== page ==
So my 26 mo adores his older cousins, especially his 13 and 11 years cousins. They love to wrestle, hide and chase, dance like crazy, and play with swords and squirt guns. DS thinks they are the most amazing people in the world and now feels the same way about fake guns he sees them play with. We didn't have any play guns in the house but he started grabbing toys (kitchen utensils, the unplugged glue gun) and playing squirting games with them a couple months ago. For a while he dragged that dang glue gun everywhere until I hid it!
At this point, DH and I are at a loss about how to deal with the gun love. We live in a wooded area with deer and do hear hunting happening in the distance at times. We explain this as people shooting deer, squirrel, and raccoons for food to eat. Also, my sister owns a farm and we buy chicken, pork, and such from her. So DS knows (or is being taught) that some animals are for food. I want him to know that though WE don't use them, for some people including our extended family, guns are important for survival.
How the heck do I deal with this? He found a squirt gun in the garage and loves it (w/o water in it thankfully!). He'll point it at all of us and yell "squirt!" in delight and want us to chase him.
Do we tell him to NOT point guns at people? Only at feet? Or animals? In which case would he "hunt" our indoor pets? Do I apply this rule to his cousins? I'm at a loss!!! What do you do??? My goals are to teach DS NOT touch real guns of course, to allow him to play happily and freely, and to teach him violence is wrong.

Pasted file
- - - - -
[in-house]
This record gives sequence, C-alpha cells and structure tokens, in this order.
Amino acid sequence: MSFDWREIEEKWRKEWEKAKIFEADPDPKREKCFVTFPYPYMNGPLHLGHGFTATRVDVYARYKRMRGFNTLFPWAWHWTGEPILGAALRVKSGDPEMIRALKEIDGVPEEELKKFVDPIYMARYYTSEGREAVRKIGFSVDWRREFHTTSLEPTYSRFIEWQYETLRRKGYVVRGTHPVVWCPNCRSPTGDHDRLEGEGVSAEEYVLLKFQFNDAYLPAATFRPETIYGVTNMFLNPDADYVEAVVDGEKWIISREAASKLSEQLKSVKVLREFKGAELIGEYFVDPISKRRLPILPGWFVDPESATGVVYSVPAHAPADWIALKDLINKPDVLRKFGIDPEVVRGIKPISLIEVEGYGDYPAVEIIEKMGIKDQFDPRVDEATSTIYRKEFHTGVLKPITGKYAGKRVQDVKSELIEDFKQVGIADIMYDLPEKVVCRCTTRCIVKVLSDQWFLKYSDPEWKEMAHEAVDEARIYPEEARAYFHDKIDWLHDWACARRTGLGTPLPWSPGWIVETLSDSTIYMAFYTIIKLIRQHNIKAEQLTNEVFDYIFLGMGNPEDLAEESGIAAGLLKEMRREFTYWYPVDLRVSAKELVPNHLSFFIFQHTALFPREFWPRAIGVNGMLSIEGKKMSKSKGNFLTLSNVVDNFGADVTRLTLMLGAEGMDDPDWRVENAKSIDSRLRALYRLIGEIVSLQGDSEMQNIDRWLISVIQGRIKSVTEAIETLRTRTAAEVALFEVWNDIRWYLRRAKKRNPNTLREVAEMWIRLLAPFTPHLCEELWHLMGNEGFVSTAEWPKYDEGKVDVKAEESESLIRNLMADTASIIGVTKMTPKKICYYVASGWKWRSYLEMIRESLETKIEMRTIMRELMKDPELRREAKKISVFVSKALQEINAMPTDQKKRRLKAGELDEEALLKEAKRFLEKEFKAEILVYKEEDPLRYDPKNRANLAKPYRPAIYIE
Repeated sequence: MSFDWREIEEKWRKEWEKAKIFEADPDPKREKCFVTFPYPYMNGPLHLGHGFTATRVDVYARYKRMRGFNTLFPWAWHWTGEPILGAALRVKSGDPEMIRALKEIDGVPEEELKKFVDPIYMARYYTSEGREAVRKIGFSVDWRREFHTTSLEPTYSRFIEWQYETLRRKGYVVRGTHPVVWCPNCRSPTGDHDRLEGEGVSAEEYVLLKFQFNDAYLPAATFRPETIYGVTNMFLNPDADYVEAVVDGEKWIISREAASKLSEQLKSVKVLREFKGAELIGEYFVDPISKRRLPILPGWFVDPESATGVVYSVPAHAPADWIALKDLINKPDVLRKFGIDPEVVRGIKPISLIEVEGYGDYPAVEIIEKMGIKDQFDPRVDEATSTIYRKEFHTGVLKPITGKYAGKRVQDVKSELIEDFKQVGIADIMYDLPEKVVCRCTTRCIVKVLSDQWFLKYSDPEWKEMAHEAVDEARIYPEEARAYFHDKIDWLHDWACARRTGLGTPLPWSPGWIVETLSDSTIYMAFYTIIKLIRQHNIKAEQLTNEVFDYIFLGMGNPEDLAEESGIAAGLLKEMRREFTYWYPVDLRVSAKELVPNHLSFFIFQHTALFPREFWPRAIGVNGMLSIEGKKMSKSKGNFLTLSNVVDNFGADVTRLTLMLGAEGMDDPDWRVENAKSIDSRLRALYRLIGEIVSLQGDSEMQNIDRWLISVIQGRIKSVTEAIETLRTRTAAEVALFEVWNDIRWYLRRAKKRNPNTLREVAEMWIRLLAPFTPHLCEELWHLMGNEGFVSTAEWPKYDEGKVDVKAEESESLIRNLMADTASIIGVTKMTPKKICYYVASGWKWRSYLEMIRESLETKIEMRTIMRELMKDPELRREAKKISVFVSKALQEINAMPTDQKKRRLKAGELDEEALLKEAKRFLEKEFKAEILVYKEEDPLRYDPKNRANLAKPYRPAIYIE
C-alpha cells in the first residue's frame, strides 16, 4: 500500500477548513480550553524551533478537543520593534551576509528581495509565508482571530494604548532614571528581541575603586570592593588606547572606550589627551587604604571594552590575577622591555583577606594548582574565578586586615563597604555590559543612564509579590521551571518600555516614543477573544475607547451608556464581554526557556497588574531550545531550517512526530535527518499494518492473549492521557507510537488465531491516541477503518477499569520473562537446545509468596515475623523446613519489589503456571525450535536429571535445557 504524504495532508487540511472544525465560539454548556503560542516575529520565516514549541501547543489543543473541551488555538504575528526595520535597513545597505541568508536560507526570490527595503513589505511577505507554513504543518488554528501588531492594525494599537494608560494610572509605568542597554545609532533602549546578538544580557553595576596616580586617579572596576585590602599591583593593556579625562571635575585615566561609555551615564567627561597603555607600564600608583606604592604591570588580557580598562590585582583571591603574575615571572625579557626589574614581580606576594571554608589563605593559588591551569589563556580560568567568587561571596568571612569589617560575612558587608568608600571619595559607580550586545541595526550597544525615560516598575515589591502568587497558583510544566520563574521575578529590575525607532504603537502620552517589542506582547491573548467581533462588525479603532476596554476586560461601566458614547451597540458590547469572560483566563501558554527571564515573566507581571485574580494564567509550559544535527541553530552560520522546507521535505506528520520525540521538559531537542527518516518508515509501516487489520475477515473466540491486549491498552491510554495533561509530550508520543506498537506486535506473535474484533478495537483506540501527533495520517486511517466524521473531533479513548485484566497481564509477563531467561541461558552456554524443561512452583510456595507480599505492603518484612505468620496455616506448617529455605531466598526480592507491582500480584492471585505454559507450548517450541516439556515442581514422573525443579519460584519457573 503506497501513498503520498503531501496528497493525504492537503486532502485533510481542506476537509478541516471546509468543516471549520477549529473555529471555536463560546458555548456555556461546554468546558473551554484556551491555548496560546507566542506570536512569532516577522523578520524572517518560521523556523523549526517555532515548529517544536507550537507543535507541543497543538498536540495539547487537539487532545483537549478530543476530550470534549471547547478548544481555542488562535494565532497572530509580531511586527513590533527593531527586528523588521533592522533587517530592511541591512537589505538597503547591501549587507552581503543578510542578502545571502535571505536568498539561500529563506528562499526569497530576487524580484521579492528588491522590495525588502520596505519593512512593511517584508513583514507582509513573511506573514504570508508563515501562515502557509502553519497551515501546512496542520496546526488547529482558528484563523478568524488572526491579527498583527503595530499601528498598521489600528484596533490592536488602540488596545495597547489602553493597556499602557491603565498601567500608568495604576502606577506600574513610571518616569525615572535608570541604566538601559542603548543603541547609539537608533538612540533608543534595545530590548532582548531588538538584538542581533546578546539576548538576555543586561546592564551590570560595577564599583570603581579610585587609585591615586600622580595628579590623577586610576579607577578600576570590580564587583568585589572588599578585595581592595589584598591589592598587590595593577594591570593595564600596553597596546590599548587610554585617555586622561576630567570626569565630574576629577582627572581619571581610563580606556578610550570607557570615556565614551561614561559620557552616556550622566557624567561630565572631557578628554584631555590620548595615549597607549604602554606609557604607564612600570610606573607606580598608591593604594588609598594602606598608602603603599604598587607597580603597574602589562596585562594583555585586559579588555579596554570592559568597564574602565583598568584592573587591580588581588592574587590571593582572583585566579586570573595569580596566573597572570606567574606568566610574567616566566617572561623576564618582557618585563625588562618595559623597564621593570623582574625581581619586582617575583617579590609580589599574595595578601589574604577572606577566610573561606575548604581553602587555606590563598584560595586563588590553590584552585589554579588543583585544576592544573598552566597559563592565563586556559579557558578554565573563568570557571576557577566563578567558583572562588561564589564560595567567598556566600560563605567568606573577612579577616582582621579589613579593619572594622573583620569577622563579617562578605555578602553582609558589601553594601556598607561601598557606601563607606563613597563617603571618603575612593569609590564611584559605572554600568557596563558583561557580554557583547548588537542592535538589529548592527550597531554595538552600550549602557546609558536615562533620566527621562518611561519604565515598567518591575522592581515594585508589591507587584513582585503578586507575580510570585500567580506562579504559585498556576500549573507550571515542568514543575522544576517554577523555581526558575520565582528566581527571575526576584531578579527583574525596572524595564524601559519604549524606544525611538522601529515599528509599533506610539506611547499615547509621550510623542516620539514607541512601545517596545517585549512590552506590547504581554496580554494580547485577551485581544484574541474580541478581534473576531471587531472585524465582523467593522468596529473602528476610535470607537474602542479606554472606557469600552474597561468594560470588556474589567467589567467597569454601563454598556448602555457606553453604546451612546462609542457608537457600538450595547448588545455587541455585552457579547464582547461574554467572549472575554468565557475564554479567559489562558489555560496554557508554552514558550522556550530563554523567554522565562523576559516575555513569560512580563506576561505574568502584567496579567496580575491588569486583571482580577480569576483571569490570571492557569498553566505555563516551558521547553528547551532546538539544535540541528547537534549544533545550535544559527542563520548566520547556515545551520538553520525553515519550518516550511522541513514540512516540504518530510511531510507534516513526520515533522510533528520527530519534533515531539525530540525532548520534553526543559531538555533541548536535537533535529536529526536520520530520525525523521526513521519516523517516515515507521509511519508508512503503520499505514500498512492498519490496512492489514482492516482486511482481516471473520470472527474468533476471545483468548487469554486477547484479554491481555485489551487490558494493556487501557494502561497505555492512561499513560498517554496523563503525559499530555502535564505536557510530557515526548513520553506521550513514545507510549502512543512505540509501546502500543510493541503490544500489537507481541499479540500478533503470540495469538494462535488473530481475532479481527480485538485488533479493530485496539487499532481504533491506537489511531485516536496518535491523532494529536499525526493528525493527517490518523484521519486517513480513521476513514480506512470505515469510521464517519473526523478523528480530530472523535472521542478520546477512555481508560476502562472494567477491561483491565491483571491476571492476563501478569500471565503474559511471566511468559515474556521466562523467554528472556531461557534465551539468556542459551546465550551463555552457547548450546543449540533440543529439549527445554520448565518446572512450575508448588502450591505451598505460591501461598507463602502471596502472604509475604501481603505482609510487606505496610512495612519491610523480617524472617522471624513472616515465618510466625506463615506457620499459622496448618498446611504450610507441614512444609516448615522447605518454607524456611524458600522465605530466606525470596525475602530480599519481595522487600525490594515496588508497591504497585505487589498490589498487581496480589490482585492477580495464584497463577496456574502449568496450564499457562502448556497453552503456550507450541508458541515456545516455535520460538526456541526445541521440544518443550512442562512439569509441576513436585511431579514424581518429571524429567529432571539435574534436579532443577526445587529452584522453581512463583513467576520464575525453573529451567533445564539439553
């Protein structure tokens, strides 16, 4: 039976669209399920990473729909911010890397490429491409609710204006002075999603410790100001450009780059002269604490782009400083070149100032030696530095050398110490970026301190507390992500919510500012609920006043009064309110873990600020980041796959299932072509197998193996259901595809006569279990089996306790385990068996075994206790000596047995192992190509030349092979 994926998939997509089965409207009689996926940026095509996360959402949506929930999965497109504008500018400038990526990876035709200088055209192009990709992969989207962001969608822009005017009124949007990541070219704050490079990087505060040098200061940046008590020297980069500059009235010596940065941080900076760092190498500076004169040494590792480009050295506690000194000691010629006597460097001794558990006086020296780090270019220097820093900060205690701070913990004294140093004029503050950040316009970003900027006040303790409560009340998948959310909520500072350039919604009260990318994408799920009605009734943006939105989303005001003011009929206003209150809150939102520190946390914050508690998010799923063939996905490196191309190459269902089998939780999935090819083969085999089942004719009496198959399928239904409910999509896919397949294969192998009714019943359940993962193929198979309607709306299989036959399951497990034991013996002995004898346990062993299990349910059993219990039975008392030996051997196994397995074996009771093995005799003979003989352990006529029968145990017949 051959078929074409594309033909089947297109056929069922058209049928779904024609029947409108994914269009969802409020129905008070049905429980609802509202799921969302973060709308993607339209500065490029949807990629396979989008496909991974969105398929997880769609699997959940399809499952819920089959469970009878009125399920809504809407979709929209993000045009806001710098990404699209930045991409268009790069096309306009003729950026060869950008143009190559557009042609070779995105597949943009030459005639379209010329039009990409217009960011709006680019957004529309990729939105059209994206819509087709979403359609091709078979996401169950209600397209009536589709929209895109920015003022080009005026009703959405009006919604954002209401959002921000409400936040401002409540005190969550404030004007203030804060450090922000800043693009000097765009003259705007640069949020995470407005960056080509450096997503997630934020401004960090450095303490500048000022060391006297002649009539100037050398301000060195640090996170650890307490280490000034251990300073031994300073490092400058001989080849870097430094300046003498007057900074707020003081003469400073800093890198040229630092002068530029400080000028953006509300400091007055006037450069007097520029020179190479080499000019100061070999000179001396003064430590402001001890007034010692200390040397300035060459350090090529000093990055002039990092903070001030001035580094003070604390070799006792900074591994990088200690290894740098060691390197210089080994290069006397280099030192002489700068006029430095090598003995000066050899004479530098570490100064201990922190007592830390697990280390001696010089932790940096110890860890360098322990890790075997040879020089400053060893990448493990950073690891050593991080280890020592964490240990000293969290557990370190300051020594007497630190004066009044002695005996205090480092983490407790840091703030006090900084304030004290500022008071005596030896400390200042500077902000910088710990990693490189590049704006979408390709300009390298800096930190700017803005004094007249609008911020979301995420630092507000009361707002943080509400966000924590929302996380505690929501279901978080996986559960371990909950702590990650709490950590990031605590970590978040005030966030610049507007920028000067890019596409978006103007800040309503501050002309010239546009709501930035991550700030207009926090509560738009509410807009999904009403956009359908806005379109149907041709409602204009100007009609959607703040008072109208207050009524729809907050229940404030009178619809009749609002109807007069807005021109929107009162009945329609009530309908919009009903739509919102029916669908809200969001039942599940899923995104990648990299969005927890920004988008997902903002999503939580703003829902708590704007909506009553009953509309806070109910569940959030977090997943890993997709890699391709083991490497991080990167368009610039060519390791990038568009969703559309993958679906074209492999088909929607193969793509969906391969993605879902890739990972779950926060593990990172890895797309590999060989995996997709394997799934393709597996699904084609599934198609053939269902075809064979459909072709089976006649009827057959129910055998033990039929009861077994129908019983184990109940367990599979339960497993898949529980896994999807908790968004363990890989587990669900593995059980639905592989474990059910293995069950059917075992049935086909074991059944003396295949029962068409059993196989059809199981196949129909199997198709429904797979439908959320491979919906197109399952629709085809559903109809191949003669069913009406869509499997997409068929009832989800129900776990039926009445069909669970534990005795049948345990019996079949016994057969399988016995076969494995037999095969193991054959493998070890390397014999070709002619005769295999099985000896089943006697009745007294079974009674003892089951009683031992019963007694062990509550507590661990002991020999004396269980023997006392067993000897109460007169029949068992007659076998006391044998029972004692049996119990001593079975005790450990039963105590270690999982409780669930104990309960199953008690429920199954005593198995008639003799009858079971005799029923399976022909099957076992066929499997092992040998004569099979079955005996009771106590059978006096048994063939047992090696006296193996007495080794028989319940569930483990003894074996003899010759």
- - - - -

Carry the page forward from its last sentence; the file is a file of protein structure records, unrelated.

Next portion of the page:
BTW, DS understands death as it applies to worms and insects that he accidentally kills but doesn't seem to be able to get far beyond that.
Me: Sarah, married to: J, mommy to: C (8/10) and E (11/12)
"Gun play" seems to be an almost universal obsession with boys. I don't think there's any point in trying to forbid it entirely, so you might accept that it will happen and will be alluring be to kids no matter how distasteful it may be to adults.
Consider it a good teaching opportunity to reinforce the things you think are important.
Assuming he has no access to any real guns or other weapons (either at home, or outside the home), it's still worthwhile to assume he *COULD* have access at some point in the future, and do the gun safety talk from time to time. You can continue to reinforce your norms: guns are tools, not toys; don't point them at people (because it's dangerous), and stick to your basic message that violence is unacceptable (which given the nature of our society, plenty of opportunities exist to discuss that notion). At 26 months, it's very unlikely that he understands the concept of death, but you can revisit that when he's older.
I personally grew up around guns/hunting, but we were taught from a very early age that guns were NOT toys--so we never had toy guns to play with. We were never allowed to play with real guns, either, but once we got old enough, we were allowed to use them for supervised target practice occasionally. (we grew up with the ethic "don't shoot at it unless you're planning on eating it yourself"). I was in situations as a child where adult supervision was absent and I was in the company of others who wanted to do unsafe things with guns, and given the kind of training we had at home about gun safety (and appropriate uses), I never was tempted to play with guns or use them inappropriately.